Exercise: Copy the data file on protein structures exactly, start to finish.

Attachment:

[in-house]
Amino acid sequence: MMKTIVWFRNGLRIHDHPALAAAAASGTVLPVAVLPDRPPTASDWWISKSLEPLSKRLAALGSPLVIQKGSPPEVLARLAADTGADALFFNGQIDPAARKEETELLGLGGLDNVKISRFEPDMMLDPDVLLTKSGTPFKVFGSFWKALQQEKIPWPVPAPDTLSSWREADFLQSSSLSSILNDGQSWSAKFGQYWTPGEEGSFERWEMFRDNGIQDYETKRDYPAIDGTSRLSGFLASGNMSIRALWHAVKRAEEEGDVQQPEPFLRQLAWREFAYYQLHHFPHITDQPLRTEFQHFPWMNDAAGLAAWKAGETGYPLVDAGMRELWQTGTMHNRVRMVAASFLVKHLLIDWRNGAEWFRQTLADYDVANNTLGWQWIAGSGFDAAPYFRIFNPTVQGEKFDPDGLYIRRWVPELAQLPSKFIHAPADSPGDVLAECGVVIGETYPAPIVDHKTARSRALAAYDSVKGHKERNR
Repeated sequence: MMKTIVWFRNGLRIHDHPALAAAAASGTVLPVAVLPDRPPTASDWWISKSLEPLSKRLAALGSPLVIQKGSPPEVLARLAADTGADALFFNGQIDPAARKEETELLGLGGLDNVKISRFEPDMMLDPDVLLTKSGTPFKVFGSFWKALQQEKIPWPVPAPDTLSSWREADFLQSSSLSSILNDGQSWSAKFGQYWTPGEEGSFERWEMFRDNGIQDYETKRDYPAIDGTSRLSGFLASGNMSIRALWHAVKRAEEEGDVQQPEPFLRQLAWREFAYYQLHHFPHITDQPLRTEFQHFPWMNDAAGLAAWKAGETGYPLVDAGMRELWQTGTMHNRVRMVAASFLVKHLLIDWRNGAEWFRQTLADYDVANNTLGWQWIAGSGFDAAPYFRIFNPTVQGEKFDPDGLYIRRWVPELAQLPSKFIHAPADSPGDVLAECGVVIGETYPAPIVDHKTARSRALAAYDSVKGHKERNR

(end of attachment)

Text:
[in-house]
Amino acid sequence: MMKTIVWFRNGLRIHDHPALAAAAASGTVLPVAVLPDRPPTASDWWISKSLEPLSKRLAALGSPLVIQKGSPPEVLARLAADTGADALFFNGQIDPAARKEETELLGLGGLDNVKISRFEPDMMLDPDVLLTKSGTPFKVFGSFWKALQQEKIPWPVPAPDTLSSWREADFLQSSSLSSILNDGQSWSAKFGQYWTPGEEGSFERWEMFRDNGIQDYETKRDYPAIDGTSRLSGFLASGNMSIRALWHAVKRAEEEGDVQQPEPFLRQLAWREFAYYQLHHFPHITDQPLRTEFQHFPWMNDAAGLAAWKAGETGYPLVDAGMRELWQTGTMHNRVRMVAASFLVKHLLIDWRNGAEWFRQTLADYDVANNTLGWQWIAGSGFDAAPYFRIFNPTVQGEKFDPDGLYIRRWVPELAQLPSKFIHAPADSPGDVLAECGVVIGETYPAPIVDHKTARSRALAAYDSVKGHKERNR
Repeated sequence: MMKTIVWFRNGLRIHDHPALAAAAASGTVLPVAVLPDRPPTASDWWISKSLEPLSKRLAALGSPLVIQKGSPPEVLARLAADTGADALFFNGQIDPAARKEETELLGLGGLDNVKISRFEPDMMLDPDVLLTKSGTPFKVFGSFWKALQQEKIPWPVPAPDTLSSWREADFLQSSSLSSILNDGQSWSAKFGQYWTPGEEGSFERWEMFRDNGIQDYETKRDYPAIDGTSRLSGFLASGNMSIRALWHAVKRAEEEGDVQQPEPFLRQLAWREFAYYQLHHFPHITDQPLRTEFQHFPWMNDAAGLAAWKAGETGYPLVDAGMRELWQTGTMHNRVRMVAASFLVKHLLIDWRNGAEWFRQTLADYDVANNTLGWQWIAGSGFDAAPYFRIFNPTVQGEKFDPDGLYIRRWVPELAQLPSKFIHAPADSPGDVLAECGVVIGETYPAPIVDHKTARSRALAAYDSVKGHKERNR